Hackney Child Book Review -

August 15, 2012

Hackney Child – the true story of a neglected but resourceful child, surviving poverty and the care system.

By Hope Daniels and Morag Livingstone

A book review by Urs Bielmann, Director of UK Fostering

This remarkable story is told through the eyes of a child as she is growing up in the eighties. Memories and experiences are shared in an amazingly frank and transparent way, which enable the reader to paint a very real picture of the scenes. The language used is sometimes raw, just as the situations and circumstances the young child, called Hope, finds herself in.

‘Hackney Child’ offers a refreshingly honest, first-hand account of a young woman growing up in the care system. It offers an invaluable insight into the emotional world of such children, and the day to day life of Hope Daniels.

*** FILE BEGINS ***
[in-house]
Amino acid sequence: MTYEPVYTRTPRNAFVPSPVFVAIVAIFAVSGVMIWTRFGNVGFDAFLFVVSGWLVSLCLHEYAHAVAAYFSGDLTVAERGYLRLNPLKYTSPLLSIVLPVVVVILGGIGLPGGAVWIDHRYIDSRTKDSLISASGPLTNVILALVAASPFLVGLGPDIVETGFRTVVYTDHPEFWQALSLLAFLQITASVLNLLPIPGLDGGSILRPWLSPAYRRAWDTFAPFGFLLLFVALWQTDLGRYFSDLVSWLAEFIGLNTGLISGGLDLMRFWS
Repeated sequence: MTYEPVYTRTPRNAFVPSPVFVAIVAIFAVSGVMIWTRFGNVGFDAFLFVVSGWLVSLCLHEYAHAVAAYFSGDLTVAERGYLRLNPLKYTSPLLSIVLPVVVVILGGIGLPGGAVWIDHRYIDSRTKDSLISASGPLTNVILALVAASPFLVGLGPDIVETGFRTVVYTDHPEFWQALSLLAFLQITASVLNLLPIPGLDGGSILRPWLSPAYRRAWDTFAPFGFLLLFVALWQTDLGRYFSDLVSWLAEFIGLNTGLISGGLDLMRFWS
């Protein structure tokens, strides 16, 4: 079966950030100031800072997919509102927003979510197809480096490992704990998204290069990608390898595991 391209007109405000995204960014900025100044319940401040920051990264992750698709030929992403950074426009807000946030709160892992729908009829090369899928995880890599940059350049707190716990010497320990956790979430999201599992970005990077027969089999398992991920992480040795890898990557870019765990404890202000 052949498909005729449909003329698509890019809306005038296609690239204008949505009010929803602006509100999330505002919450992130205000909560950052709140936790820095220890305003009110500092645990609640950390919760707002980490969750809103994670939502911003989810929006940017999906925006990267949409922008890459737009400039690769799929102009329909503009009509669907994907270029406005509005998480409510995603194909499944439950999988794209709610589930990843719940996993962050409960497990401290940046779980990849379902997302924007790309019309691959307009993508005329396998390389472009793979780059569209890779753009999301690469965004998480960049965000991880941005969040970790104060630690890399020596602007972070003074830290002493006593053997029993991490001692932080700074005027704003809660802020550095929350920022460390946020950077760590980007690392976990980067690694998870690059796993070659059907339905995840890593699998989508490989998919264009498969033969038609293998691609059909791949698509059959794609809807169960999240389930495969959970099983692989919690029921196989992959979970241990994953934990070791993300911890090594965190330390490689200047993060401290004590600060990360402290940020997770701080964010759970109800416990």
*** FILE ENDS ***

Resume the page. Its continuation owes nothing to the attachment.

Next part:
As a social worker and practitioner I found it very inspiring to read Hope’s story from her own perspective. The author is able to go back in time and tell us her story, through the words and eyes of a child, as she tries to make sense of the world around her.

Perhaps most poignant is the absence of blame or bitterness on the part of the author in the pages of this book. Instead, the resolve and determination to build a positive and enjoyable life for herself and her family carries her way beyond this point, which makes reading this book a humbling experience.

Much in this story is about hardship, poverty, neglect and disappointment, but the message and of this book and Hope’s life is a much, much bigger one: It is about breaking out of the cycle of neglect, amazing resilience, true bravery, determination, love and forgiveness. This is something I believe we can all learn from, as child care professionals and as parents.

I would recommend this book to anyone who works with families and children. It will touch your heart, stir all kinds of emotions, and give you a perspective which is so child focused, it may change how you view the care system.

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